Dune

Front Cover
Demco Media, Aug 1, 1992 - Fiction - 535 pages
184 Reviews

Paul Atreides moves with his family to the planet Dune and is forced into exile when his father's government is overthrown. The first book in the series.

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User ratings

5 stars
93
4 stars
56
3 stars
22
2 stars
9
1 star
4

Overall the writing is lush, emotive and action-packed. - Goodreads
I feel the ending was stunted. - Goodreads
Part 3 was very easy to read. - Goodreads
The writing was egregious. - Goodreads
I had some great visuals throughout the book. - Goodreads
This book is very much about character development. - Goodreads

LibraryThing Review

User Review  - Xleptodactylous - LibraryThing

I spent my childhood on Neopets, not realising that the site had 34% referenced Dune until I left it. This book brought back some good times, man. It's also a corker of a book, but goes on about water a bit much. Read full review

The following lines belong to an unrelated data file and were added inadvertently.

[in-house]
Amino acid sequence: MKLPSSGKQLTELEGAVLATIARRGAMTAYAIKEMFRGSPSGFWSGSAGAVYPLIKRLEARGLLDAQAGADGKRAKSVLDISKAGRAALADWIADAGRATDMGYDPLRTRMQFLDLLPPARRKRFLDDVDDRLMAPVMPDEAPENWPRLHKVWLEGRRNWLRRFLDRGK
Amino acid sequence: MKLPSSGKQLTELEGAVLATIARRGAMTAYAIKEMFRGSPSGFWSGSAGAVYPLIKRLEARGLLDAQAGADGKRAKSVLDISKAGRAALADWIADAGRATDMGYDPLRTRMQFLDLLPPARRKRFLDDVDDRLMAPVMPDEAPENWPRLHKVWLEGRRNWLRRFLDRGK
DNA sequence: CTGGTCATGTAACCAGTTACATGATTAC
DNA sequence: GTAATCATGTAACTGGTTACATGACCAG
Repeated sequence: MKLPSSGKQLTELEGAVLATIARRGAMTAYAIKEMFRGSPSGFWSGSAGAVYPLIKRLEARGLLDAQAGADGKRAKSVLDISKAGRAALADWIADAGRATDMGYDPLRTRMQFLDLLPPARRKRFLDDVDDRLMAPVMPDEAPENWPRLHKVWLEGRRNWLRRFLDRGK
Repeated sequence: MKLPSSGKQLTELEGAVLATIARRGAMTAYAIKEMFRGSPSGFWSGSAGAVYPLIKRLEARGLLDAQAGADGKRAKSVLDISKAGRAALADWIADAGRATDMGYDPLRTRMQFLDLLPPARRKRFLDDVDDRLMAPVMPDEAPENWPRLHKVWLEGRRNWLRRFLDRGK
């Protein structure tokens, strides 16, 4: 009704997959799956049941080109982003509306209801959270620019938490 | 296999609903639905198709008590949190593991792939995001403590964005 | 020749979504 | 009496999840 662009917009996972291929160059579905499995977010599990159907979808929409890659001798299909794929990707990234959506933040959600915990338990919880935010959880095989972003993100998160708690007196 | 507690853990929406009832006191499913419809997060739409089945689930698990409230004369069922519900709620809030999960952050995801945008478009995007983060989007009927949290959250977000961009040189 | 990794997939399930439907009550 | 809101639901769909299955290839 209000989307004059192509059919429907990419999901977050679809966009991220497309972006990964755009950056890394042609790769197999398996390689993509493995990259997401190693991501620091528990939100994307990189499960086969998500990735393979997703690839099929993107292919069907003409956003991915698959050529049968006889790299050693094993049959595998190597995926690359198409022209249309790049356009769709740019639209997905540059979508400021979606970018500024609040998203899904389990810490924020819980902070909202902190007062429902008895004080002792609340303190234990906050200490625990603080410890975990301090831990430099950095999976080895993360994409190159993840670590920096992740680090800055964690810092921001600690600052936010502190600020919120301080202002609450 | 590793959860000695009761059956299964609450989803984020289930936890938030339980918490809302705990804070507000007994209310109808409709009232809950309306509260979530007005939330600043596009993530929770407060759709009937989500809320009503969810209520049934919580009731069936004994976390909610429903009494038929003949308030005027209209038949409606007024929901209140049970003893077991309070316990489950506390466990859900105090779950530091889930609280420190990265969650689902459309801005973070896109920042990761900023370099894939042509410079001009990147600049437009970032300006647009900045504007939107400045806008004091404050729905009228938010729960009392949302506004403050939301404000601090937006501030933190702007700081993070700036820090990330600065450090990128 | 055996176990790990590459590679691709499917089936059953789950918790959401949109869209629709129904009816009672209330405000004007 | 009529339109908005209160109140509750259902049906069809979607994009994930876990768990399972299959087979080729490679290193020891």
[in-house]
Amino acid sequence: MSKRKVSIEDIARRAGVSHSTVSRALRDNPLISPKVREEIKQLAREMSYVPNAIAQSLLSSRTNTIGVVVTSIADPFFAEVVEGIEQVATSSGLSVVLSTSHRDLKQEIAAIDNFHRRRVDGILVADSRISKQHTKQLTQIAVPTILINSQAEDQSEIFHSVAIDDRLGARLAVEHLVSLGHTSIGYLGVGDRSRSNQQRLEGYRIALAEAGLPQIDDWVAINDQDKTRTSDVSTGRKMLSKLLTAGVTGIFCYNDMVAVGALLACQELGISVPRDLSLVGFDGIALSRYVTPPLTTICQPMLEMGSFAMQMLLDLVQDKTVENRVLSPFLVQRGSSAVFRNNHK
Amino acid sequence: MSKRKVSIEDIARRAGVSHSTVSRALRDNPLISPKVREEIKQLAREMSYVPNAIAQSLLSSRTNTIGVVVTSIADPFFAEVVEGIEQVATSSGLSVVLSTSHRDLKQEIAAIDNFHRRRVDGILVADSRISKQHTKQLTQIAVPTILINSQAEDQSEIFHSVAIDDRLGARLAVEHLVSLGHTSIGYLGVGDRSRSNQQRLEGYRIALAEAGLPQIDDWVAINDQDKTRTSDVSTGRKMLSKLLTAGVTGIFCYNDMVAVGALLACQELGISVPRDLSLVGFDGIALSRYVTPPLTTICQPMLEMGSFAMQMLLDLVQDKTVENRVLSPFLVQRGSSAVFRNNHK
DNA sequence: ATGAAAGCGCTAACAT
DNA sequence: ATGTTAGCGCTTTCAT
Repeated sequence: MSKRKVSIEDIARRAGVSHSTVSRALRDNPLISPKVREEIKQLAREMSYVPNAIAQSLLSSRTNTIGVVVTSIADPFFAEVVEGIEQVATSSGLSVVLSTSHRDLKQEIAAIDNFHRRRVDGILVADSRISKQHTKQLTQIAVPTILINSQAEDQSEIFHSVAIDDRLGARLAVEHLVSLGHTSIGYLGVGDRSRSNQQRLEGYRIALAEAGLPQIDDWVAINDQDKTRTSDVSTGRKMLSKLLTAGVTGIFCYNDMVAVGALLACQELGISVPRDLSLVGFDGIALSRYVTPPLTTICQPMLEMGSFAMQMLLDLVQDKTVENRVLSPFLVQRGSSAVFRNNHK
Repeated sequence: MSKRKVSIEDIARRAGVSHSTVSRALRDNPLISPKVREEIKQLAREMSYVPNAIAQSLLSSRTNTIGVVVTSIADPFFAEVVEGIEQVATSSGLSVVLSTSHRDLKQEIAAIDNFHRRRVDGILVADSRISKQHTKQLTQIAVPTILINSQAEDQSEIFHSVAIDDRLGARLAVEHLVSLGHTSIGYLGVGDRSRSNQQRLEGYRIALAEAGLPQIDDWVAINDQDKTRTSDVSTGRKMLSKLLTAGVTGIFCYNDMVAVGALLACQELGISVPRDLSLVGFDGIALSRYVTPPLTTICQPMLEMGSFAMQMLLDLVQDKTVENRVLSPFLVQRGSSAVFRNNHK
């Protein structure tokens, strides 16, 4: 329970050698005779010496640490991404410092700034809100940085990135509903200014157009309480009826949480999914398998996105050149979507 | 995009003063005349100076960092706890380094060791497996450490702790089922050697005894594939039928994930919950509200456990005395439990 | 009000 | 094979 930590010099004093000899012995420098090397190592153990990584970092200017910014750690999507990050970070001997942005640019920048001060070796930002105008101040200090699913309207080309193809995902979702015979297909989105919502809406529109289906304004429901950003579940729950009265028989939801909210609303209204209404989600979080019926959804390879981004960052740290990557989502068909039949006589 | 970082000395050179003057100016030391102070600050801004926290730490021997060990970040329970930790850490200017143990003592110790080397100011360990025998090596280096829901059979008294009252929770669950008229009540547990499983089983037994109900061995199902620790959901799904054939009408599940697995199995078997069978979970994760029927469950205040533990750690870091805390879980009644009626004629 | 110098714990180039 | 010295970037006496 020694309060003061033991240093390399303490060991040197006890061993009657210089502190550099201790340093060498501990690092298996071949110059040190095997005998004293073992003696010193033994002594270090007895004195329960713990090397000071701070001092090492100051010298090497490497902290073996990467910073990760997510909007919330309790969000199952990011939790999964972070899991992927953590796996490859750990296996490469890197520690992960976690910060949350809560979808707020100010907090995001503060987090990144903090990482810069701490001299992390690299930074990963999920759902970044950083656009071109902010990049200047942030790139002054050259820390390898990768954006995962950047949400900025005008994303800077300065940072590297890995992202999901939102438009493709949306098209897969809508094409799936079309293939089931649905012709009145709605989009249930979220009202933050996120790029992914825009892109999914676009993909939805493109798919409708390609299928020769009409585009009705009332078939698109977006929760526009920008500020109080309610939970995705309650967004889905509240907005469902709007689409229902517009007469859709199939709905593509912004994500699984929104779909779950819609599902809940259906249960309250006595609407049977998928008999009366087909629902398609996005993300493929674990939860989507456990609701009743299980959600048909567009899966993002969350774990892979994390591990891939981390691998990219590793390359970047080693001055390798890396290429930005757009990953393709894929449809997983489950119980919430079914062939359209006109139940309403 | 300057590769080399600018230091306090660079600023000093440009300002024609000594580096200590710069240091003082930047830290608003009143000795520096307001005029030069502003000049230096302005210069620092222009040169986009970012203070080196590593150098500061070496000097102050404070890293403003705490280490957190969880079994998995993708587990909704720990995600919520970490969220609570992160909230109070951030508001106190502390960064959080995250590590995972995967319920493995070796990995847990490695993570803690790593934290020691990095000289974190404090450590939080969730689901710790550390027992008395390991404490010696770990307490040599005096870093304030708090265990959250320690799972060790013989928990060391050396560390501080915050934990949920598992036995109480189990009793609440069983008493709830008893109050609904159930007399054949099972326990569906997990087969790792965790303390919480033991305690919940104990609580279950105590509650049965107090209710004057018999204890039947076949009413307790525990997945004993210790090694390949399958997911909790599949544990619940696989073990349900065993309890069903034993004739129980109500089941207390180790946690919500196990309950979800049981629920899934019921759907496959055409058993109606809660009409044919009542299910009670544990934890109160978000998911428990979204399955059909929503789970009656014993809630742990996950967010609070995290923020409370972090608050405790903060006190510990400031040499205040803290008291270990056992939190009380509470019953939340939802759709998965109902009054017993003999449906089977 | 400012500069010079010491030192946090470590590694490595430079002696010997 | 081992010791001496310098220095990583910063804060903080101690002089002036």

Review: Dune (Dune Chronicles #1)

User Review  - Tommy Grooms - Goodreads

Dune was far more than a story with space as a backdrop. The book did a superb job of tying the setting into its mood, and its vocabulary was familiar and foreign at the same time. The characters were ... Read full review

All 14 reviews »

About the author (1992)

Frank Herbert was born Franklin Patrick Herbert, Jr. in Tacoma, Washington on October 8, 1920. He worked originally as a journalist, but then turned to science fiction. His Dune series has had a major impact on that genre. Some critics assert that Herbert is responsible for bringing in a new branch of ecological science fiction. He had a personal interest in world ecology, and consulted with the governments of Vietnam and Pakistan about ecological issues. The length of some of Herbert's novels also helped make it acceptable for science fiction authors to write longer books. It is clear that, if the reader is engaged by the story---and Herbert certainly has the ability to engage his readers---length is not important. As is usually the case with popular fiction, it comes down to whether or not the reader is entertained, and Herbert is, above all, an entertaining and often compelling writer. His greatest talent is his ability to create new worlds that are plausible to readers, in spite of their alien nature, such as the planet Arrakis in the Dune series. Frank Herbert died of complications from pancreatic cancer on February, 11, 1986, in Madison, Wisconsin. He was 65.

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